A proof can be given by applying Desargues (see Desargues.html ) on triangles t, t' which are, per construction, point-perspective: J being the intersection point of the lines joining corresponding points {(A, A'), (B, B'), (C, C')}. Hence, by Desargues they are line-perspective: their corresponding side-lines intersect on a line tr(J).

Another proof can be given by considering the basic figure for harmonic conjugate points (see Harmonic.html ). In fact, consider the line of the two intersection points {A*,B*} and show that C* is also on that line. By the referred basic figure points {C',C*} are harmonic conjugate to {A, B}. Hence the bundle of four lines (CA,CB,CC',CC*) is a harmonic one and defines on line A*B* a quadruple of harmonic conjugate points. But line A'B' passes also (basic figure) from the harmonic conjugate of point C' with respect to {A,B}.

A third proof is given in (6) of ProjectiveBase.html .

For this take the intersection points {A*,B*,C*} of L with the sides of the triangle and the corresponding harmonic conjugates {A',B',C'} with respect to point pairs {(B,C),(C,A),(A,B)}. Then lines {AA',BB',CC'} intersect at a point and this is the

[2] The most prominent trilinear polar is perhaps the line at infinity coinciding with the trilinear polar of the centroid of the triangle.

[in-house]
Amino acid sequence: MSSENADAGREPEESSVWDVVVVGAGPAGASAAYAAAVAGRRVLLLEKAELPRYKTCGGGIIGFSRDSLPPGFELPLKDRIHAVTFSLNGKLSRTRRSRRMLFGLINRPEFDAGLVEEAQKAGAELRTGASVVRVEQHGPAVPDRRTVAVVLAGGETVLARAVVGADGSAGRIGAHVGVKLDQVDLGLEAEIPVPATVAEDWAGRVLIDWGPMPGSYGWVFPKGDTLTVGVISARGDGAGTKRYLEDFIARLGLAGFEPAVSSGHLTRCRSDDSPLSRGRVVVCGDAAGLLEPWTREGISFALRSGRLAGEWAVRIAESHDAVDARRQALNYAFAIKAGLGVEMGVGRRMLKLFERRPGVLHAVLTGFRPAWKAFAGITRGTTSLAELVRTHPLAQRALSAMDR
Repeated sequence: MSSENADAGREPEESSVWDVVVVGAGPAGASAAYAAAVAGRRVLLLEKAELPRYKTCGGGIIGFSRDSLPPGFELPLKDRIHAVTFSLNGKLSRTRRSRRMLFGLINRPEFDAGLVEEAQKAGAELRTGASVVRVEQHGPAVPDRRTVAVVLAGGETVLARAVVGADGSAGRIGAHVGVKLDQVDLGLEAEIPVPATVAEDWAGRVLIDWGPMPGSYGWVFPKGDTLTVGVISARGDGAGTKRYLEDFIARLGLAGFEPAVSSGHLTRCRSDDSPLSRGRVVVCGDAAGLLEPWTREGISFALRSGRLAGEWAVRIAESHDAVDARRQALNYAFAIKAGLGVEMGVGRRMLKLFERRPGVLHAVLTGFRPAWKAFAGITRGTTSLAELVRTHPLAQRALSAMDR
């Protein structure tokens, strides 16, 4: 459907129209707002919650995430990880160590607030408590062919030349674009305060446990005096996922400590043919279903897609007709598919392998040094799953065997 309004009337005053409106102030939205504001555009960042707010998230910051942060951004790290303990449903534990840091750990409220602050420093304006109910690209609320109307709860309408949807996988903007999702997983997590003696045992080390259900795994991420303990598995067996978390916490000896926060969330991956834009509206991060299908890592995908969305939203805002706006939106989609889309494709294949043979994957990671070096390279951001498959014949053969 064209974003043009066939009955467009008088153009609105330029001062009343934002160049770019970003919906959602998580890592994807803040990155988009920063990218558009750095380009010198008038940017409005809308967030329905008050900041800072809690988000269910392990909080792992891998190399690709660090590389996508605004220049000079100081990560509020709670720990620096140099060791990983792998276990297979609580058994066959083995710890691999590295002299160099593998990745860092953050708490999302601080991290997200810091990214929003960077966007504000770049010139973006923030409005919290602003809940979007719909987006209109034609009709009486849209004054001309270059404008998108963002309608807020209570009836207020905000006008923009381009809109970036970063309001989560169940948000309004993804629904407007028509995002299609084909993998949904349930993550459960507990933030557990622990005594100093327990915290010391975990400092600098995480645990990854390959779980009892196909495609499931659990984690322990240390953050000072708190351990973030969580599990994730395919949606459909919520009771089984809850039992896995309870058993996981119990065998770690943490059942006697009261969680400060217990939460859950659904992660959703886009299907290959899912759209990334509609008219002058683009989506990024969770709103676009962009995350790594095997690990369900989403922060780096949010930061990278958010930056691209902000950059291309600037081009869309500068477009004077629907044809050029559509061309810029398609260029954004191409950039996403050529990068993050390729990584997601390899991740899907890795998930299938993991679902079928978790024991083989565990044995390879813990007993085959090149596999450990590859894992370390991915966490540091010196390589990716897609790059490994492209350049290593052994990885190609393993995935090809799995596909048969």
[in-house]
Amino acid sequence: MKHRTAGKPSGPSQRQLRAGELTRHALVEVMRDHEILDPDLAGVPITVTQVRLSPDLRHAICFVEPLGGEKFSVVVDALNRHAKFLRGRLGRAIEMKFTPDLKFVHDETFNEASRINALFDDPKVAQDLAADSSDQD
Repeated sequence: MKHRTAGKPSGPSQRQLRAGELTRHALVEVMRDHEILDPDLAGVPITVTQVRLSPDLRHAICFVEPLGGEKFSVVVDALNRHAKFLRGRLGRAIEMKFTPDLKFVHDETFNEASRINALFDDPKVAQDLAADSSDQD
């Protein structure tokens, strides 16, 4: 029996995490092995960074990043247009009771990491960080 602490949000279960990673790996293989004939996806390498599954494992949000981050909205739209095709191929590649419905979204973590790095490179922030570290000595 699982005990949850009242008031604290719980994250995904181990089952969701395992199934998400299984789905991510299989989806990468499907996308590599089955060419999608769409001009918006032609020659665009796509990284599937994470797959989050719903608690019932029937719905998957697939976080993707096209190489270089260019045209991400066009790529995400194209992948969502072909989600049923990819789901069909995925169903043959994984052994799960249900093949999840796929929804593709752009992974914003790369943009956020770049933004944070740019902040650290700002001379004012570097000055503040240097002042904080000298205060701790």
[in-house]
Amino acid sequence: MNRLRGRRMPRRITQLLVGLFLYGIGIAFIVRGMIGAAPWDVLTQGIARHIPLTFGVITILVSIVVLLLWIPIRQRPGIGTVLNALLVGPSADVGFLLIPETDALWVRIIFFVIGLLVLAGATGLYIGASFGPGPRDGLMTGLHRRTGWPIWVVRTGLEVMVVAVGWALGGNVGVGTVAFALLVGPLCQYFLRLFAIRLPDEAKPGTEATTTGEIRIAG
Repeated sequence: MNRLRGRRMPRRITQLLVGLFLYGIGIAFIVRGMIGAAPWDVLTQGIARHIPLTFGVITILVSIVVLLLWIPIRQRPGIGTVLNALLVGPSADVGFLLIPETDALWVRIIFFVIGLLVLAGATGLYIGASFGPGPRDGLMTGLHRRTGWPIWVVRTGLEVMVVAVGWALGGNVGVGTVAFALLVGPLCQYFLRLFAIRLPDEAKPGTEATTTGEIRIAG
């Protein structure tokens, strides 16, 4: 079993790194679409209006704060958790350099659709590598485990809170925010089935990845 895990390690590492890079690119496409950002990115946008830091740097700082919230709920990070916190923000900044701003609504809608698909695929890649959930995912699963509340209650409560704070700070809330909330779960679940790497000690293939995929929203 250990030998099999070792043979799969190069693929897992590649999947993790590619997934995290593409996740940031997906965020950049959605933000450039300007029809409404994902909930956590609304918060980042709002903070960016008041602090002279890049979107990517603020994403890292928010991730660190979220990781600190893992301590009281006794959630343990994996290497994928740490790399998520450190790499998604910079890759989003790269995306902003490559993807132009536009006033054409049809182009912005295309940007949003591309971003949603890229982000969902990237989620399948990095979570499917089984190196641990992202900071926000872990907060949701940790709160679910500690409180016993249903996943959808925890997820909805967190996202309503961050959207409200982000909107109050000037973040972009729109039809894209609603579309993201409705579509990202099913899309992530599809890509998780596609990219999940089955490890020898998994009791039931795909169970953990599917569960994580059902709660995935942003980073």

[3] Another interesting case is the symmedian point whose trilinear polar is the Lemoine axis of the triangle.

[4] Also the orthic axis should be mentioned in this respect. It is the trilinear polar of the orthocenter.

[5] It is easily seen that points on the medians of the triangle of reference have trilinear polars which are parallel to the sides to which the medians are drawn. Thus, they pass trhough the same point on the line at infinity determined by the side on which the median. Equivalently, the trilinear poles of lines parallel to one side of the triangle are on the median to that side. This is though an erroneous image. The truth is that the trilinear poles of lines passing through a fixed point are on a conic which passes through the three vertices of the triangle (a circumconic). Here the conic is a degenerate one consisting of two lines: the median and the corresponding side-line on which the median is drawn. For a picture of the general case look at IsotomicConicOfLine.html .

For more general conics resulting as sets of poles of parallel trilinear polars see Trilinear_Polar.html .

In particular, take (A

Thus, taking harmonic associates of J with respect to A'B'C' and repeating the process we get infinite many triangles having the same trilinear polar with respect to the same point. The inverse procedure to create triangles with the same polar is to take the

To variate on this point of view, one can define a

Point J and line tr(J) are called respectively

Harmonic.html

Harmonic_Bundle.html

IsogonalGeneralized.html

IsotomicConicOfLine.html

LineInTrilinears.html

Perspectivity.html

ProjectiveBase.html

TriangleConics.html

Trilinear_Polar.html

TrilinearProjectivity.html

Trilinears.html

Tripole.html

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